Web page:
Feature Article

When the smoke clears. Supporting communities after a disaster



© Martin Von Stoll, Stoll Photography blackhead beach, hallidays point nsw
© Martin Von Stoll, Stoll Photography blackhead beach, hallidays point nsw


There is an increased risk of short- and long-term mental health impairment following a disaster, such as the recent Australian bushfires. Timely and effective reconstruction and practical assistance have a key role in supporting mental health. GPs also have a central role in monitoring and providing long-term care for patients who have been exposed to bushfire trauma.

Key Points

  • Psychological distress is common after a disaster and does not always suggest a mental disorder or require treatment.
  • Community mental health is best supported by practical reconstruction initiatives and support for individuals to return to pre-bushfire levels of personal and financial resources.
  • Psychological First Aid provides a framework to combine practical and psychologically informed responses after a natural disaster.
  • People with acute or pre-existing mental health conditions should be identified and provided with timely access to specialist care.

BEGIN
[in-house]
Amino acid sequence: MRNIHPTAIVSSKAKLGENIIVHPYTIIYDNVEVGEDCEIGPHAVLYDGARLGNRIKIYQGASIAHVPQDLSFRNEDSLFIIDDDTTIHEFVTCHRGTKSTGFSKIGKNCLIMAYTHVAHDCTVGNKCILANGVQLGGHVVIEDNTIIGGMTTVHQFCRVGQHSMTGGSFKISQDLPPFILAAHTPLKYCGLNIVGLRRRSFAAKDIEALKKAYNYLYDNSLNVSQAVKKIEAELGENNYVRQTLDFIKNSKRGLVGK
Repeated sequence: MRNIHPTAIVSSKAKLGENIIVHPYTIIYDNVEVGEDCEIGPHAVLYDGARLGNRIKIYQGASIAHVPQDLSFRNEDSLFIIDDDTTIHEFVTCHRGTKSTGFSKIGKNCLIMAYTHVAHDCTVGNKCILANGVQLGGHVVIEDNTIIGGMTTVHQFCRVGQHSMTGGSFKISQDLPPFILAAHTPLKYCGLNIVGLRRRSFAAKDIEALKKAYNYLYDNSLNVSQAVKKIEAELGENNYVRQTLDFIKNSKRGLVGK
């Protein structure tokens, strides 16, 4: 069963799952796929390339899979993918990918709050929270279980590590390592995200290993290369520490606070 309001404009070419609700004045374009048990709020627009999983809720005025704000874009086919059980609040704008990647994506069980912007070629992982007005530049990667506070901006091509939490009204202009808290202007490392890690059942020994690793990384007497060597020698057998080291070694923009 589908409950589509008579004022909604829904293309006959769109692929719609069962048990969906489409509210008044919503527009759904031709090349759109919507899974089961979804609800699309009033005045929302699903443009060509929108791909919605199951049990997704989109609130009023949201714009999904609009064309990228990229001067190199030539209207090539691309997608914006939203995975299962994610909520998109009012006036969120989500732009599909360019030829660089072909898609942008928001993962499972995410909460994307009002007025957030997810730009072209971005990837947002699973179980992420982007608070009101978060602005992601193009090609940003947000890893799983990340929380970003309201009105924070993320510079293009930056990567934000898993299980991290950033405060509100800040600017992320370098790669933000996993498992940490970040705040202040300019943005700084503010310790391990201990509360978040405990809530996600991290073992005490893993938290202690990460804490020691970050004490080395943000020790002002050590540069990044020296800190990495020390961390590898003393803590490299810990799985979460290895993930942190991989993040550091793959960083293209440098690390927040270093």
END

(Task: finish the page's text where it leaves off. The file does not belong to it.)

• People most severely exposed to critical incidents, those who have lost a family member or close friend, and those who have had their home or livelihood destroyed have a higher risk for developing mental health impairment.
  • Conditions with increased frequency after a disaster include post-traumatic stress disorder (PTSD), depression, prolonged grief reactions and adjustment disorder, as well as harmful behavioural responses such as heavy drinking, family conflict and intimate partner violence.
  • The real mental health burden is likely to emerge over the medium- and longer-term when many emergency services and additional resources have moved on.
  • Trauma-focused psychological interventions are recommended as the first-line treatment for PTSD. Selective serotonin reuptake inhibitors and serotonin-norepinephrine reuptake inhibitors may be helpful if other treatments are not available.
  • Children exposed to bushfire risk or living with a parent with post-traumatic mental health difficulties are at risk of PTSD and heightened internalising and externalising disorders.
  • Physical health comorbidities need to be actively monitored.